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Sixty seconds on . . . TrialsTracker

BMJ 2016; 355 doi: (Published 08 November 2016) Cite this as: BMJ 2016;355:i5990

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Re: Sixty seconds on . . . TrialsTracker

This article is very misleading.

The Trials Tracker does not measure the extent of unpublished trials. It uses an automated algorithm to search for trial publications, which is not backed up by manual searching. So in fact what it measures is the extent to which the publication of trials are indexed such that the link between the record and the publication can be discovered automatically.

A great many clinical trials are published, but imperfectly indexed, so are not picked up by the Trials Tracker algorithm.

I was curious to see how imperfect indexing and failure to disclose studies matched, so I downloaded the Trials Tracker raw data and looked up the first 10 "undisclosed" trials sponsored by Sanofi, as this was the sponsor with the largest number of "undisclosed" trials according to the Trials Tracker website. Those trials had the trial identifiers NCT00069888, NCT00081796, NCT00087802, NCT00087958, NCT00094081, NCT00094965, NCT00103649, NCT00104013, NCT00115570, and NCT00123565.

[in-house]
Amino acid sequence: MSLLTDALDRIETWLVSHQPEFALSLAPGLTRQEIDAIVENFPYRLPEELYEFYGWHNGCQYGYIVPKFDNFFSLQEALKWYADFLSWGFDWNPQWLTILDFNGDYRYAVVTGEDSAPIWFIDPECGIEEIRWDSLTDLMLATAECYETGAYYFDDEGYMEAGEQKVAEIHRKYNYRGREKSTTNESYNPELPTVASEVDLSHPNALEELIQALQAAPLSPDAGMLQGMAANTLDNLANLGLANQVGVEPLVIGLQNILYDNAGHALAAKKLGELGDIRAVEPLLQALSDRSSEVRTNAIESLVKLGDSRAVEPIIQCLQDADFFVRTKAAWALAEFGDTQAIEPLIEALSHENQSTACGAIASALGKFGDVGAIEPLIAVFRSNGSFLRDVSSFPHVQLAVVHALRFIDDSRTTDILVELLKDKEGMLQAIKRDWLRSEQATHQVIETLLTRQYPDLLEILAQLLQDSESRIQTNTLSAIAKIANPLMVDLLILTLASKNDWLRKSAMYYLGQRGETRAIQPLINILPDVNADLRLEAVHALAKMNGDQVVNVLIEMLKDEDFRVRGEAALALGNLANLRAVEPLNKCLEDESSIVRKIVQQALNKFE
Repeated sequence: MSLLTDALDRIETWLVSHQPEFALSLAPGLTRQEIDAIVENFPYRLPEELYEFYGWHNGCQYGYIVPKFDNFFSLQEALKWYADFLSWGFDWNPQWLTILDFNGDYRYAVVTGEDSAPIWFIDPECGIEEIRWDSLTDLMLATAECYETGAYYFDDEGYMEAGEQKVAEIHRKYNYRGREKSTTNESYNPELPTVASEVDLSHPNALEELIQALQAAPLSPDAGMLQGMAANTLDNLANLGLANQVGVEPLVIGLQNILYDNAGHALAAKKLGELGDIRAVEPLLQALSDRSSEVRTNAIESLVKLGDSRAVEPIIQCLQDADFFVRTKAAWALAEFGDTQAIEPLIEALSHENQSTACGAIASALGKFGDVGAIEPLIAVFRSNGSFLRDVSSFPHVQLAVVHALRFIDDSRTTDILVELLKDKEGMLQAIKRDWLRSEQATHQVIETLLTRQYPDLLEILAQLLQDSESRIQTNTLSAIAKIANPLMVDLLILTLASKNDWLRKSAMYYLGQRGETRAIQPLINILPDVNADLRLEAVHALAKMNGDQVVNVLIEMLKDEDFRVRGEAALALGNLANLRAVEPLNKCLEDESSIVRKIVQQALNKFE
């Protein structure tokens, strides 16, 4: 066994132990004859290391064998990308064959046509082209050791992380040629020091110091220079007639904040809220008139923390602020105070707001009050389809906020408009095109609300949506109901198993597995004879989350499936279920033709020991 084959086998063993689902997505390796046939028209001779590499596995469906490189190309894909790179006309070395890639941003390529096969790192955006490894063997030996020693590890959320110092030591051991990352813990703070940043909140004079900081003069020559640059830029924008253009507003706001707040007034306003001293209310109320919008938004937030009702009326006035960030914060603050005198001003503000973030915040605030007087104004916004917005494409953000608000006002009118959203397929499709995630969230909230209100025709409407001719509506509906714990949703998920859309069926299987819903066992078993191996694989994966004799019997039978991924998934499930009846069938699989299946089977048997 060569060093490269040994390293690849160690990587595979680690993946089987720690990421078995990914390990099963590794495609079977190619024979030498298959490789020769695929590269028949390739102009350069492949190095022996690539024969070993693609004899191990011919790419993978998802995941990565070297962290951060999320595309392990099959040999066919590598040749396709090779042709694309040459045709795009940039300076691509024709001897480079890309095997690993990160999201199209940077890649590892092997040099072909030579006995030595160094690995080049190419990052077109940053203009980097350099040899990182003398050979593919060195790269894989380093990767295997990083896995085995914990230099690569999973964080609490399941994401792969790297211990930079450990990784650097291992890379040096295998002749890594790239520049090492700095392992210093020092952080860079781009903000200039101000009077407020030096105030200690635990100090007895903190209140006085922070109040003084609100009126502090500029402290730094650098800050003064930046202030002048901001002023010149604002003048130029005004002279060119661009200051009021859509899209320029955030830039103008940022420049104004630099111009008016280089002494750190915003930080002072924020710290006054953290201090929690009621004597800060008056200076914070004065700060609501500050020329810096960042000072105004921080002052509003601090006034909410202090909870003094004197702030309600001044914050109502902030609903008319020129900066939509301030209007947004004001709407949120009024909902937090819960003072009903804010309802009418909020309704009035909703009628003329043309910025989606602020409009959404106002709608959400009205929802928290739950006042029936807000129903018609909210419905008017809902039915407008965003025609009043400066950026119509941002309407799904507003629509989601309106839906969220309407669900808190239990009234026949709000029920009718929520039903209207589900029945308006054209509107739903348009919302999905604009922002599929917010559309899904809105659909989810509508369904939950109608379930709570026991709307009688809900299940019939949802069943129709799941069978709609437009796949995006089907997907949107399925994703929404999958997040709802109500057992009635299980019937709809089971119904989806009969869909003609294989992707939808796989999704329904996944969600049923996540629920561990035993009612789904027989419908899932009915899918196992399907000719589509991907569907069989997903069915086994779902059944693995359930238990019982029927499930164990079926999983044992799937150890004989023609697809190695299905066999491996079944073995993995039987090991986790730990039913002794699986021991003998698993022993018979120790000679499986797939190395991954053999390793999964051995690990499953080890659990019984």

All except 2 of those trials had their results disclosed on Sanofi's own website ( Of the remaining 2, one (NCT00094081) was published in a peer-reviewed journal (, and only one (NCT00123565) remained undisclosed after a 5 minute search of Google and Pubmed. Trial NCT00123565 was of a drug which was abandoned in clinical development in 2008, so no patient is deprived of information on a drug they are taking by the failure to disclose that study.

I do not know whether those 10 trials I happened to pick are representative. However, if they are, it suggests that the mismatch between undisclosed trials and improperly indexed trials is substantial, and that using one figure as a proxy for the other may over-estimate the extent of non-disclosure by a factor of 10.

Competing interests: I have previously written articles (such as criticising the All Trials campaign for exaggerating the extent of unpublished trials.

11 November 2016
Adam Jacobs
Associate Director, Biostatistics
Premier Research
Wokingham, UK